NEW YORK — On the Friday before the presidential inauguration, Michael Strahan paid impromptu homage to Michelle Obama’s new bangs during “Live With Kelly and Michael," the morning show he co-hosts with Kelly Ripa. Seated next to Ripa at the desk they share five mornings a week, Strahan entertained the crowd in the show’s studio by donning a wig, batting his lashes and staring longingly into the camera — a ridiculous gesture for any man, let alone one who stands 6 feet 5 inches, weighs 240 pounds and helped the New York Giants win the Super Bowl in 2008 with his talent for driving quarterbacks into the turf.
Not that he has forgone his past life completely. Two days later, Strahan was on millions of television screens once again, this time in a dapper suit and wide plaid tie, offering as a co-host of “Fox NFL Sunday" a nuanced breakdown of the flaws in the Atlanta Falcons’ defense before the team took on the San Francisco 49ers in the playoffs.
“Man, I haven’t really had any free time in, basically, forever," Strahan said on a blustery afternoon not long ago. He was exiting the minimalist lobby of his Upper West Side apartment building, hoping to squeeze a quick shopping excursion into a schedule no more forgiving than when he played football. He purchased the apartment, which is a few blocks from the “Live" studio at ABC’s headquarters, last September, after beating out dozens of entertainment veterans (Seth Meyers and Bryant Gumbel among them) to replace Regis Philbin, the show’s host for nearly a quarter of a century.
For Strahan, the job is the apex of what has been one of the more curious and unexpected professional journeys in recent memory. The combination of his two shows, each No. 1 in its time slot, means he is beamed into a larger, more demographically diverse subset of America than even Ryan Seacrest. And when either show is off the air? There’s Strahan in Subway’s national ads; there he is in the celebrity-spattered campaign for St. Jude’s Children’s Hospital; and there he is lending his support to same-sex marriage. This fall, he was christened by People magazine one of the Sexiest Men Alive — conclusive evidence that Strahan has established himself as the rare media personality as recognizable to housewives as he is to their adolescent sons.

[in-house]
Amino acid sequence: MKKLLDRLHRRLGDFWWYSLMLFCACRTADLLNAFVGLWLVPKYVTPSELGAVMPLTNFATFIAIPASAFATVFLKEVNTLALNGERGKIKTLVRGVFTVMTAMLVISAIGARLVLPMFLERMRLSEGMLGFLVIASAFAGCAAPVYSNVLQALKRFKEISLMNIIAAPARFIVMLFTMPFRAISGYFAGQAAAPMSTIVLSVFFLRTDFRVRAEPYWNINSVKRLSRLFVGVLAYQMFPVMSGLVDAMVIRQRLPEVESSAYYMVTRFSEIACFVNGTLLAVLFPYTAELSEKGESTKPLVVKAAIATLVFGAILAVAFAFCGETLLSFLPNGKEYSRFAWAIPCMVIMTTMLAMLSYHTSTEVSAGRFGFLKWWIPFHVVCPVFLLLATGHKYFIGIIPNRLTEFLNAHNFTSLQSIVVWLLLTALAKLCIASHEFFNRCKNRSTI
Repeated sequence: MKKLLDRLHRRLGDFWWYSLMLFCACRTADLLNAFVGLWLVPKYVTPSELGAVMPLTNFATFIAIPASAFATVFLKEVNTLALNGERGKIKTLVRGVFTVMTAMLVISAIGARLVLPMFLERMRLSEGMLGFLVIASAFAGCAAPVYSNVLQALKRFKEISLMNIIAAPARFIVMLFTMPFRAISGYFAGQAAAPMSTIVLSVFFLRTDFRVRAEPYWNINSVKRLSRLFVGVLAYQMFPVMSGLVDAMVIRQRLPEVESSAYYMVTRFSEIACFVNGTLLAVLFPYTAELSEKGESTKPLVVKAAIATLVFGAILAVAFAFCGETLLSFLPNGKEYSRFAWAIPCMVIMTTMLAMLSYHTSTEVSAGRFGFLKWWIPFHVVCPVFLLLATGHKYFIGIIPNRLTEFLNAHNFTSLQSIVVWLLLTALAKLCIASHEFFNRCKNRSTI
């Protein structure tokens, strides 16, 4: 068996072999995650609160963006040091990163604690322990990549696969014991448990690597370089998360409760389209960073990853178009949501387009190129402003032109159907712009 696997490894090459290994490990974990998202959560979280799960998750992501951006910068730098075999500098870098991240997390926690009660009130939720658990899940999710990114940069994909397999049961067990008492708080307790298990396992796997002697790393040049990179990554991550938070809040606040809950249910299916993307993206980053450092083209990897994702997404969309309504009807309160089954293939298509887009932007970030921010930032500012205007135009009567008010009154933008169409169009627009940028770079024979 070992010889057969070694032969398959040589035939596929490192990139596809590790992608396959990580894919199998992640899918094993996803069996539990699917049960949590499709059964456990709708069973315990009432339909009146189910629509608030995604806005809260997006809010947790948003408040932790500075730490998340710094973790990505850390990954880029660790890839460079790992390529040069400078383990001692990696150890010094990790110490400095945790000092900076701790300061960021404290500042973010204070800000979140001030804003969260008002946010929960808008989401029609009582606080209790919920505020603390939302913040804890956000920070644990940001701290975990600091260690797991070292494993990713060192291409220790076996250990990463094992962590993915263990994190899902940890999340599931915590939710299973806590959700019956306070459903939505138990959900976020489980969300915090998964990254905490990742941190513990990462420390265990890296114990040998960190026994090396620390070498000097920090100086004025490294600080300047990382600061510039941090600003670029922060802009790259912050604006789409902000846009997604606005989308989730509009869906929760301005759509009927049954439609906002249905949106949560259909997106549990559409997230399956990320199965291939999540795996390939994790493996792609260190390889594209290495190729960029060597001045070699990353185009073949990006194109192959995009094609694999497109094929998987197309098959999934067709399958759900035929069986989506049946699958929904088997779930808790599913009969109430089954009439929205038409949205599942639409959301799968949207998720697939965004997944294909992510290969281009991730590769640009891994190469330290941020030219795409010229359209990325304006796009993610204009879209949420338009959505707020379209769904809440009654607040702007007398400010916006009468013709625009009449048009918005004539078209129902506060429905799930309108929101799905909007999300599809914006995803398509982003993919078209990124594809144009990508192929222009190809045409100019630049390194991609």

“He had a following before," said Michael Gelman, the longtime producer of “Live." But with this show, “you have 3 to 4 million people watching you five days a week. When you think about it, who else is seen by so many people for so long?"
Wearing a puffy black down jacket and crisp blue jeans, Strahan, 41, ducked into the back seat of a GMC Denali idling out front of his building; his driver, Greg, was at the wheel.
“Thing is, I don’t really like free time," Strahan said as the vehicle made its way into rush-hour traffic. “People are always warning me that I’m going to burn out" — a justifiable concern given that “Fox NFL Sunday" is done in Los Angeles, giving Strahan a single jet-lagged day off each week and meaning his Monday appearances on “Live" are often done “in a delirium" straight off a red-eye.
“But the truth is," he added, “the only thing that tires me out is hearing people tell me that. Opposite shows, opposite coasts, opposite demographics, opposite everything — I love it, man!"
Here Strahan flashed his disarming smile: the ear-to-ear half moon punctuated by a cavernous gap between his front teeth — a physical manifestation of the cuddly, confidently clownish personality that won over the core audience of “Live."
“He was certainly an out-of-the-box choice," Gelman said. “Frankly, I wasn’t that aware of him. But whatever we threw at him, he was game, which is rarer than you’d think."
Ripa agreed with the assessment, pointing to a particular instance during Strahan’s auditioning phase that convinced her and others he was right for the job.
“Channing Tatum was on the show promoting ‘Magic Mike,’" she recalled, referring to the hit film about male strippers. “And Michael says something like, ‘You’re not the only Magic Mike on this stage,’ and ripped off these tearaway pants and started dancing. It takes a special person to come up with that and pull it off."
Even athletes fortunate enough to find work in television upon retirement typically have to accept radically diminished prospects.
“All the sacrifice, all the pain, it can be like you were renting a life and the rental is up; I didn’t want that, no way," said Strahan, who is undoubtedly earning more than the $5 million he made during his 15th and final season with the Giants, in 2007-8.
Terry Bradshaw, the Hall of Fame quarterback and one of Strahan’s co-hosts on “Fox NFL Sunday," joked last fall that Strahan was now pulling in $16 million, a not unreasonable estimate given Ripa’s reported $20 million salary. (Strahan declined to divulge his salary. “I’m doing fine," he said, “but that’s just Terry being a knucklehead. I wouldn’t tell him what I was making because he might ask me for a loan.")